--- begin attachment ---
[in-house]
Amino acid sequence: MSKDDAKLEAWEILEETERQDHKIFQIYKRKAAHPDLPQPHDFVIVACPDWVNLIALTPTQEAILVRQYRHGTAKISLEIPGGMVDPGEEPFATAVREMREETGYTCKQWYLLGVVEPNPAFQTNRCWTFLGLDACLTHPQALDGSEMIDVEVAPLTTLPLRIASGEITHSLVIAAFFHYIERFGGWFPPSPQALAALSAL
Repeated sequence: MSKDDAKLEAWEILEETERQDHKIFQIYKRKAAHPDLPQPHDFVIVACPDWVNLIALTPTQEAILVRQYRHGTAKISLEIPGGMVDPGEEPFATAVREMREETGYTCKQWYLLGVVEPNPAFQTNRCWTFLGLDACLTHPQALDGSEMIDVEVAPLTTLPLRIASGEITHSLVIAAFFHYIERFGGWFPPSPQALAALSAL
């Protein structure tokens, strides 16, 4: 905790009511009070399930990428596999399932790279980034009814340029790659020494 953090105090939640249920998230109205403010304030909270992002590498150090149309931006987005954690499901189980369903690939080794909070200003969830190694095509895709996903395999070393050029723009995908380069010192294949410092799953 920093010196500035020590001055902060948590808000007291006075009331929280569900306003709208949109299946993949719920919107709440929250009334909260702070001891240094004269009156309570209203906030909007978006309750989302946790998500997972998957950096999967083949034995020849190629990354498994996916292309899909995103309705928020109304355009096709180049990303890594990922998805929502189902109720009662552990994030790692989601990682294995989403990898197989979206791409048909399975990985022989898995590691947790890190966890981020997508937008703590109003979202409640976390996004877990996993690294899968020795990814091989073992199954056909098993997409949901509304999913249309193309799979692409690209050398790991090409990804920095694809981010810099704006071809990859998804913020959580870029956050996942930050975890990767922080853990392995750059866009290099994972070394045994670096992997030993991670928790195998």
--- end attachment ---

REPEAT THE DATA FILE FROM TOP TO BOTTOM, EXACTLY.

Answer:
[in-house]
Amino acid sequence: MSKDDAKLEAWEILEETERQDHKIFQIYKRKAAHPDLPQPHDFVIVACPDWVNLIALTPTQEAILVRQYRHGTAKISLEIPGGMVDPGEEPFATAVREMREETGYTCKQWYLLGVVEPNPAFQTNRCWTFLGLDACLTHPQALDGSEMIDVEVAPLTTLPLRIASGEITHSLVIAAFFHYIERFGGWFPPSPQALAALSAL
Repeated sequence: MSKDDAKLEAWEILEETERQDHKIFQIYKRKAAHPDLPQPHDFVIVACPDWVNLIALTPTQEAILVRQYRHGTAKISLEIPGGMVDPGEEPFATAVREMREETGYTCKQWYLLGVVEPNPAFQTNRCWTFLGLDACLTHPQALDGSEMIDVEVAPLTTLPLRIASGEITHSLVIAAFFHYIERFGGWFPPSPQALAALSAL
């Protein structure tokens, strides 16, 4: 905790009511009070399930990428596999399932790279980034009814340029790659020494 953090105090939640249920998230109205403010304030909270992002590498150090149309931006987005954690499901189980369903690939080794909070200003969830190694095509895709996903395999070393050029723009995908380069010192294949410092799953 920093010196500035020590001055902060948590808000007291006075009331929280569900306003709208949109299946993949719920919107709440929250009334909260702070001891240094004269009156309570209203906030909007978006309750989302946790998500997972998957950096999967083949034995020849190629990354498994996916292309899909995103309705928020109304355009096709180049990303890594990922998805929502189902109720009662552990994030790692989601990682294995989403990898197989979206791409048909399975990985022989898995590691947790890190966890981020997508937008703590109003979202409640976390996004877990996993690294899968020795990814091989073992199954056909098993997409949901509304999913249309193309799979692409690209050398790991090409990804920095694809981010810099704006071809990859998804913020959580870029956050996942930050975890990767922080853990392995750059866009290099994972070394045994670096992997030993991670928790195998």